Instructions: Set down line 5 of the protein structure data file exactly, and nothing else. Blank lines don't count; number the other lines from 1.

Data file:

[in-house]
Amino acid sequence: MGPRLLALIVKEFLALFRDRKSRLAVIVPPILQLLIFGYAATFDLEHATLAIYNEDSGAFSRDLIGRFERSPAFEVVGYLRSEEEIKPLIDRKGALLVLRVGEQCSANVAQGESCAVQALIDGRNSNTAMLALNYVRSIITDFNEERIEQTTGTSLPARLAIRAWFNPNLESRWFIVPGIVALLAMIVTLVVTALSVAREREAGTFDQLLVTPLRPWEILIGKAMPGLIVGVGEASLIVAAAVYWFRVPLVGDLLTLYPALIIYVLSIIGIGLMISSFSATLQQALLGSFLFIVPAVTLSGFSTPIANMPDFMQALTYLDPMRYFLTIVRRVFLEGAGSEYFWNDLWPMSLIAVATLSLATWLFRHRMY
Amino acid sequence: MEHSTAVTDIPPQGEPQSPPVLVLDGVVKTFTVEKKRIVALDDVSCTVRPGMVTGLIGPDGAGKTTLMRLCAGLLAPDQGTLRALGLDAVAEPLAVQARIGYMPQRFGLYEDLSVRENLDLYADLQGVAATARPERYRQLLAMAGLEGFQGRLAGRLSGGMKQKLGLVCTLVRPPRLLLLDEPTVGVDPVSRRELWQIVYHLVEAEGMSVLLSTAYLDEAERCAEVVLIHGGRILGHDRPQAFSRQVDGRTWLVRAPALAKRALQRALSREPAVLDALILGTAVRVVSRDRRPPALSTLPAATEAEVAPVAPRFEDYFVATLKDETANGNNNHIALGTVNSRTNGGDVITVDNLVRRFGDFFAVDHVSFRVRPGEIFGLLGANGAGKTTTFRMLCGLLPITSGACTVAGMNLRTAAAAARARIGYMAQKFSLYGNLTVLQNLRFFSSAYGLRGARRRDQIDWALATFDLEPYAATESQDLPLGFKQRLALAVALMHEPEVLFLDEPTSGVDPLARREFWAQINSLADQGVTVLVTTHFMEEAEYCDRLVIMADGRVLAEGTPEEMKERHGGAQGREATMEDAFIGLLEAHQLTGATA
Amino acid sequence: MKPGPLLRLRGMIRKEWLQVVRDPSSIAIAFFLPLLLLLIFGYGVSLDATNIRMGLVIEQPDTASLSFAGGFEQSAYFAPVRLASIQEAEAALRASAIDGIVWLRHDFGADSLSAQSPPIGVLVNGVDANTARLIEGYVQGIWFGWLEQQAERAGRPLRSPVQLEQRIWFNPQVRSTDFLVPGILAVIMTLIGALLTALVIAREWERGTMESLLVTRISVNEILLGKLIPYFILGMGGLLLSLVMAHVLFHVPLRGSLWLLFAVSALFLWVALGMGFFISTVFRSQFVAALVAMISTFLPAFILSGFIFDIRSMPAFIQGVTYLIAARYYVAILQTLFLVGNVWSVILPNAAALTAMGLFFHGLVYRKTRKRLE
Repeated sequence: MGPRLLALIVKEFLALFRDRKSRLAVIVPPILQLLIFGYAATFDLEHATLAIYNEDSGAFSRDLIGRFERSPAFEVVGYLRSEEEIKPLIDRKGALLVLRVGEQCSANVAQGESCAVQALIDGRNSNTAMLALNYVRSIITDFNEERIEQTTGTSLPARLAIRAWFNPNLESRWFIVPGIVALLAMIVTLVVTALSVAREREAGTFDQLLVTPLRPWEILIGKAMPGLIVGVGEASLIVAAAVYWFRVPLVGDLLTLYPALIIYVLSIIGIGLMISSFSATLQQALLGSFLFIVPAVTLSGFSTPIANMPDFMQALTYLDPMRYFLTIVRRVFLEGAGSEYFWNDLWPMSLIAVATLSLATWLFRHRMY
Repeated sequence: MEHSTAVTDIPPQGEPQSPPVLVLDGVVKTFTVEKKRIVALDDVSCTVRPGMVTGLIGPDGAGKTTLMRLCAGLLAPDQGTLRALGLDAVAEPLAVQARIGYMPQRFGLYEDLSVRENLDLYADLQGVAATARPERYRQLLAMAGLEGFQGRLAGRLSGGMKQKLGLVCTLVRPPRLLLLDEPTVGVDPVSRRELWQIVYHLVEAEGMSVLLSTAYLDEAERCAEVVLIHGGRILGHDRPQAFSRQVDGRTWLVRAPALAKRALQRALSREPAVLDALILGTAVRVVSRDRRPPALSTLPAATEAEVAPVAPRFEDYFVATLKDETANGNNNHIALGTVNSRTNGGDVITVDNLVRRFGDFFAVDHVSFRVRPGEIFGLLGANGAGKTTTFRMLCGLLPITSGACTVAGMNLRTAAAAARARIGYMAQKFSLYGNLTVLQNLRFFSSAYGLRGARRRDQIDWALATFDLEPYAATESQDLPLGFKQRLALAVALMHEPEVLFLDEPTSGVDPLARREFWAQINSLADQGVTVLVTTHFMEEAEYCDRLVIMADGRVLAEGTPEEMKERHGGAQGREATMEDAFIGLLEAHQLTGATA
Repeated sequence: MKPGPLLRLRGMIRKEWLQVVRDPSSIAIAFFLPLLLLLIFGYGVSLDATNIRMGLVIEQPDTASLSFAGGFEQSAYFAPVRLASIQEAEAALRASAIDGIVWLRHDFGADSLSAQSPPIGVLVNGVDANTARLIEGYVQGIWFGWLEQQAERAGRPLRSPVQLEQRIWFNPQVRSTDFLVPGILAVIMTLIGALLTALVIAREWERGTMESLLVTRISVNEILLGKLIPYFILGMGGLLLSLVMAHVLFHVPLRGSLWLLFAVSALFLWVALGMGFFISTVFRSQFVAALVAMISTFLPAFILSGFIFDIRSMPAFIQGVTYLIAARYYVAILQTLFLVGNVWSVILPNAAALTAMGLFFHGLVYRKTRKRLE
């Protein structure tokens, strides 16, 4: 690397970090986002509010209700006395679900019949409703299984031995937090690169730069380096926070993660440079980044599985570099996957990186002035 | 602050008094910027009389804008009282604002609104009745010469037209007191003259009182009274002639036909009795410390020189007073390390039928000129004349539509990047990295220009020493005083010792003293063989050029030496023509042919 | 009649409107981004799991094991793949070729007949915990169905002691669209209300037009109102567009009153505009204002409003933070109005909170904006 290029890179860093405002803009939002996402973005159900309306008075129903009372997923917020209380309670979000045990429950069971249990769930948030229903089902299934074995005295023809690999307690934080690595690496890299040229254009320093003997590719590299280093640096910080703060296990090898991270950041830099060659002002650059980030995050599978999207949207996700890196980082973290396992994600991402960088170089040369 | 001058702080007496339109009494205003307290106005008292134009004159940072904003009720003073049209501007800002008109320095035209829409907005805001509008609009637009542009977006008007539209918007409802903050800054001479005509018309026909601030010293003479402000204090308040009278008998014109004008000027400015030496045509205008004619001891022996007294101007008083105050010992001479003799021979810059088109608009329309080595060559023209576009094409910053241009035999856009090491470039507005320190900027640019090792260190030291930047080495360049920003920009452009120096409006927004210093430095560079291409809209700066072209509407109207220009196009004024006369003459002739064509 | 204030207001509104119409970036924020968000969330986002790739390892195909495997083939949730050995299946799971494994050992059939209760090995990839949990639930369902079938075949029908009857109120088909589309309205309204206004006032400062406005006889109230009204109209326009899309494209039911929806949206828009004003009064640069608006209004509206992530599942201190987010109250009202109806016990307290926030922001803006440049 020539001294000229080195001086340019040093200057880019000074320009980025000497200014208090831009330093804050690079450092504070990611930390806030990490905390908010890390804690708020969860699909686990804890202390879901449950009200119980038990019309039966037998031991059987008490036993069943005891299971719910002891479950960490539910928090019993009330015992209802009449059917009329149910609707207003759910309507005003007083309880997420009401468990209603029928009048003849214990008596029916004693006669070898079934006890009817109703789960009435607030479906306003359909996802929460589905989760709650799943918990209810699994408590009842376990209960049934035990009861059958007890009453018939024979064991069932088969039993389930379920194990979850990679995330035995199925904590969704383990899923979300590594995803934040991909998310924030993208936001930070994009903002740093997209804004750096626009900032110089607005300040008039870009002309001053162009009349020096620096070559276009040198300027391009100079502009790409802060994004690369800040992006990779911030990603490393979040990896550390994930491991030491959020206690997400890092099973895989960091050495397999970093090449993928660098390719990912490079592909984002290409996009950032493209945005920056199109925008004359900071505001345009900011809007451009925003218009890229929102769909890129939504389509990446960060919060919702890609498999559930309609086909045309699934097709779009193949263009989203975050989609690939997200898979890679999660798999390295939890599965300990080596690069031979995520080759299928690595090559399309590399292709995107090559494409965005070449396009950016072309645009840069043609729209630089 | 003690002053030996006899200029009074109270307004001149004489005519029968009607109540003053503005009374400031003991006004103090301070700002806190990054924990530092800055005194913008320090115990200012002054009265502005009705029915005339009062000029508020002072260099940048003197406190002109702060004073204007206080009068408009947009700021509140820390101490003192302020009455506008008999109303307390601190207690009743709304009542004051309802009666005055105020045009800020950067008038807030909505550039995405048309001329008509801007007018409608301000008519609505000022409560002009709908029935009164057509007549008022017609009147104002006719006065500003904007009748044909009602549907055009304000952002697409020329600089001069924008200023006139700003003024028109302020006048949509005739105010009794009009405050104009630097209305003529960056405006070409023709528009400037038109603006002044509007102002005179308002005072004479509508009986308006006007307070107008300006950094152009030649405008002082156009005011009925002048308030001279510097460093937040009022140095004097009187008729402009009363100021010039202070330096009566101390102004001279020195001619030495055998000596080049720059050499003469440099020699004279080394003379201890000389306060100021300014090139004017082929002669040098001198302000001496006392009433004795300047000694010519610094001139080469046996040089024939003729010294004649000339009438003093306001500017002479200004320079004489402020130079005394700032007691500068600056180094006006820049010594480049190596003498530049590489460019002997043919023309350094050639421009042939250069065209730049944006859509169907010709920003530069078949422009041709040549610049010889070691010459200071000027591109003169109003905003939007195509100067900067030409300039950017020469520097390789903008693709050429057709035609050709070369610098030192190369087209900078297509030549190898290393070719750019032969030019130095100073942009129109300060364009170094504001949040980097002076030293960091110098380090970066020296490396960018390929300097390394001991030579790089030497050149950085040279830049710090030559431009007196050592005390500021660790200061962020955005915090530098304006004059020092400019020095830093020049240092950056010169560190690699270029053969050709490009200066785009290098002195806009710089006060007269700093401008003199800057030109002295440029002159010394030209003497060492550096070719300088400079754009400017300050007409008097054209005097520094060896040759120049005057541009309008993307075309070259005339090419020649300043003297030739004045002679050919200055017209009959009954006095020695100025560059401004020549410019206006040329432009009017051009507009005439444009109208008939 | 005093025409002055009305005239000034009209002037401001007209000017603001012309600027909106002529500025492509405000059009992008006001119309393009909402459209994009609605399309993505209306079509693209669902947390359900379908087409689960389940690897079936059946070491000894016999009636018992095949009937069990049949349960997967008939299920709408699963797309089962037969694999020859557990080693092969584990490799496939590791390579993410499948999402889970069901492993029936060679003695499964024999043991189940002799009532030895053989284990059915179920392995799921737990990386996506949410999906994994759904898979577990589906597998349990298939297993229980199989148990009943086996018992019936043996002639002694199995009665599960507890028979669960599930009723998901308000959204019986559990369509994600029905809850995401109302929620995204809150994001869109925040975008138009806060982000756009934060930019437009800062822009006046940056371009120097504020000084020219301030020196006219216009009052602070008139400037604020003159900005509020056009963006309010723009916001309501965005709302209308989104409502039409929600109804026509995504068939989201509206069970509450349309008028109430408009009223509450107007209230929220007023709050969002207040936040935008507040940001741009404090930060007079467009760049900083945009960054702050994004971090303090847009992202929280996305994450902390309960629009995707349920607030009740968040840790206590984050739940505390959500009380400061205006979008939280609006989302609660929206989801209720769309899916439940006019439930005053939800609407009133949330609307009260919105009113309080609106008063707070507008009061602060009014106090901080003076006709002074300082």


Repeated sequence: MGPRLLALIVKEFLALFRDRKSRLAVIVPPILQLLIFGYAATFDLEHATLAIYNEDSGAFSRDLIGRFERSPAFEVVGYLRSEEEIKPLIDRKGALLVLRVGEQCSANVAQGESCAVQALIDGRNSNTAMLALNYVRSIITDFNEERIEQTTGTSLPARLAIRAWFNPNLESRWFIVPGIVALLAMIVTLVVTALSVAREREAGTFDQLLVTPLRPWEILIGKAMPGLIVGVGEASLIVAAAVYWFRVPLVGDLLTLYPALIIYVLSIIGIGLMISSFSATLQQALLGSFLFIVPAVTLSGFSTPIANMPDFMQALTYLDPMRYFLTIVRRVFLEGAGSEYFWNDLWPMSLIAVATLSLATWLFRHRMY